Moving on from this, when pushed into a corner about consumer confusion over the various SKUs that have been released onto the market so far, the answer was quite blunt, “It hasn’t hurt Apple.” Elaborating slightly, he continued by revealing how surprisingly the 80GB SKU has sold considerably more than expected, despite the extra $100 price-tag attached, thus going against what many critics believed would happen. He was unable to clearly answer about further changes to the units on offer, since Sony is constantly looking at the marketplace to see whether or not the marketplace can support the two-tier approach, taking on advice from retailer partners and coming to the best final business decision. The same goes for packing-in the DualShock 3, rather than the now somewhat defunct Sixaxis-sans-rumble - the answer is simply that he does not know what will happen. However, “peripherals are going to get a much better focus from us – 2008 in addition to being the year of the software and the network will be the year of the peripheral for us.” There are plenty of games in the pipeline that will make use of the DualShock 3, so his only major worry is whether there will be enough volume to meet the obvious increased demand.
As for whether or not the PlayStation 2, which is still remarkably strong given that it is now in its eighth year on the market, can become Sony’s answer to the Wii, attracting some of the casual userbase that Nintendo has tapped into, Steinberg said:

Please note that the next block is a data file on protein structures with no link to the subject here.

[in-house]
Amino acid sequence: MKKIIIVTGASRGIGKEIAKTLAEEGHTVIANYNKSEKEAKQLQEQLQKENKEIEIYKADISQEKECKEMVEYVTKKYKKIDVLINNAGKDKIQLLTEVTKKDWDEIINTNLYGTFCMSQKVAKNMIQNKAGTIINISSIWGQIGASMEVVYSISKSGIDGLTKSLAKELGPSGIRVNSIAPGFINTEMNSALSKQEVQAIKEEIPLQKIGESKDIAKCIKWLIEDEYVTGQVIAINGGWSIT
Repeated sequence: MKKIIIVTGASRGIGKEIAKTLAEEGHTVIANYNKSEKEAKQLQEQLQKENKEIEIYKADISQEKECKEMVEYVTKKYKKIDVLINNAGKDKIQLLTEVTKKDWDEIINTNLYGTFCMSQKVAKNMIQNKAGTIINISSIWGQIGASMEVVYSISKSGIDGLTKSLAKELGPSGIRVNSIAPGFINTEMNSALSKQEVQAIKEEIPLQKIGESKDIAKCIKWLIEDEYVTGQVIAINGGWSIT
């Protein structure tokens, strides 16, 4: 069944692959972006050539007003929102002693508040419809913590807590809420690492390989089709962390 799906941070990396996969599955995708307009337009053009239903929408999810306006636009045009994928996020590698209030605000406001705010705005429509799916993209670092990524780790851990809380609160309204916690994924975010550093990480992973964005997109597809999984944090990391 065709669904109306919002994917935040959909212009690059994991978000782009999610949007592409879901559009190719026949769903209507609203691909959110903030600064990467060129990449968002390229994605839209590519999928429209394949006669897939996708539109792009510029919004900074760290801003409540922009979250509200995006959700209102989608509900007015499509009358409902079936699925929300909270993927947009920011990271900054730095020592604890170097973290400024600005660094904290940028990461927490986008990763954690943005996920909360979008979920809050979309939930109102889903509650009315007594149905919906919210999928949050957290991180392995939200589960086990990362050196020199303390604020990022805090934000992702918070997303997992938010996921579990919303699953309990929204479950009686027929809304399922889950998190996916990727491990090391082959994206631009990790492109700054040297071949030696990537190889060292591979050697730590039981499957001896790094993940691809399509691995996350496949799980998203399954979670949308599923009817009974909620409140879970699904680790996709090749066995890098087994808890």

“I can say that the PS2 continues to break records. 41 million+ in the back pocket. I would say that the kind of games that we’re building out and the peripherals for PS2 are in line with where the eighth year of a 10-year life cycle is. I think the price point alone and the causal games like Guitar Hero, Singstar and Buzz! are enough to get that casual consumer over. I think a Wii Remote style would feel a bit less innovative on the PS2, so I don’t think we have any plans to go there. I think it’s interesting to think of what different controller configurations could do for the PS3 and possibly for the PS2, but as a Wii Remote knock off, I don’t think we’re in the business of creating knock offs. I don’t think we need too; we’re over 41 million installed base. I think those folks and households who still do not have a PS2 are pretty small, and I think those folks are buying a PS2 because it’s a DVD player as well as a game machine, so they get the utility. They don’t want to have two machines. They’re new into the game business, so it’s really about a $129 price point, not the $250 that the Wii offers and it’s a catalogue of games. We’ve got thousands of products to choose from. Those are the tipping point forces that are getting the new PS2s sold through and I think adding some gimmicks aren’t in the near future plans.”